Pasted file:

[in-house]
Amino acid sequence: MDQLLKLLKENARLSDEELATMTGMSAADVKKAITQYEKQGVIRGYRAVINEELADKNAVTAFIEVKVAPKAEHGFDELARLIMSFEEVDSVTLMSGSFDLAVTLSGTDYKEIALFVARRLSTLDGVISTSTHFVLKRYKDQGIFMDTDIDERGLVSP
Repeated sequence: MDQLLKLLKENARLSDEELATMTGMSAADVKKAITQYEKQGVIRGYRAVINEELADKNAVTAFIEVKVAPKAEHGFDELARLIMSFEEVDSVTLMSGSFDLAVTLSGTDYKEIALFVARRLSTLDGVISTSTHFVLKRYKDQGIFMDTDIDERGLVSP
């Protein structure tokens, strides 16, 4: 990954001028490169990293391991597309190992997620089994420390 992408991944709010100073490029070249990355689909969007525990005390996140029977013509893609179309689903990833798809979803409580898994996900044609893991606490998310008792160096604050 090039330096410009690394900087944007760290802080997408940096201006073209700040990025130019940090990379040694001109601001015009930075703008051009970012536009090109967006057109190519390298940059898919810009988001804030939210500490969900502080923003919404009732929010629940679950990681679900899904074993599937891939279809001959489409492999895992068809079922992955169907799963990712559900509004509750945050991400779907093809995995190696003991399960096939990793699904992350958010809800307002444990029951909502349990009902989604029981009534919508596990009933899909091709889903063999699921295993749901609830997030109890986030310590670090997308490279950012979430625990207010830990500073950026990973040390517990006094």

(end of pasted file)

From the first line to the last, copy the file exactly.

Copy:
[in-house]
Amino acid sequence: MDQLLKLLKENARLSDEELATMTGMSAADVKKAITQYEKQGVIRGYRAVINEELADKNAVTAFIEVKVAPKAEHGFDELARLIMSFEEVDSVTLMSGSFDLAVTLSGTDYKEIALFVARRLSTLDGVISTSTHFVLKRYKDQGIFMDTDIDERGLVSP
Repeated sequence: MDQLLKLLKENARLSDEELATMTGMSAADVKKAITQYEKQGVIRGYRAVINEELADKNAVTAFIEVKVAPKAEHGFDELARLIMSFEEVDSVTLMSGSFDLAVTLSGTDYKEIALFVARRLSTLDGVISTSTHFVLKRYKDQGIFMDTDIDERGLVSP
């Protein structure tokens, strides 16, 4: 990954001028490169990293391991597309190992997620089994420390 992408991944709010100073490029070249990355689909969007525990005390996140029977013509893609179309689903990833798809979803409580898994996900044609893991606490998310008792160096604050 090039330096410009690394900087944007760290802080997408940096201006073209700040990025130019940090990379040694001109601001015009930075703008051009970012536009090109967006057109190519390298940059898919810009988001804030939210500490969900502080923003919404009732929010629940679950990681679900899904074993599937891939279809001959489409492999895992068809079922992955169907799963990712559900509004509750945050991400779907093809995995190696003991399960096939990793699904992350958010809800307002444990029951909502349990009902989604029981009534919508596990009933899909091709889903063999699921295993749901609830997030109890986030310590670090997308490279950012979430625990207010830990500073950026990973040390517990006094």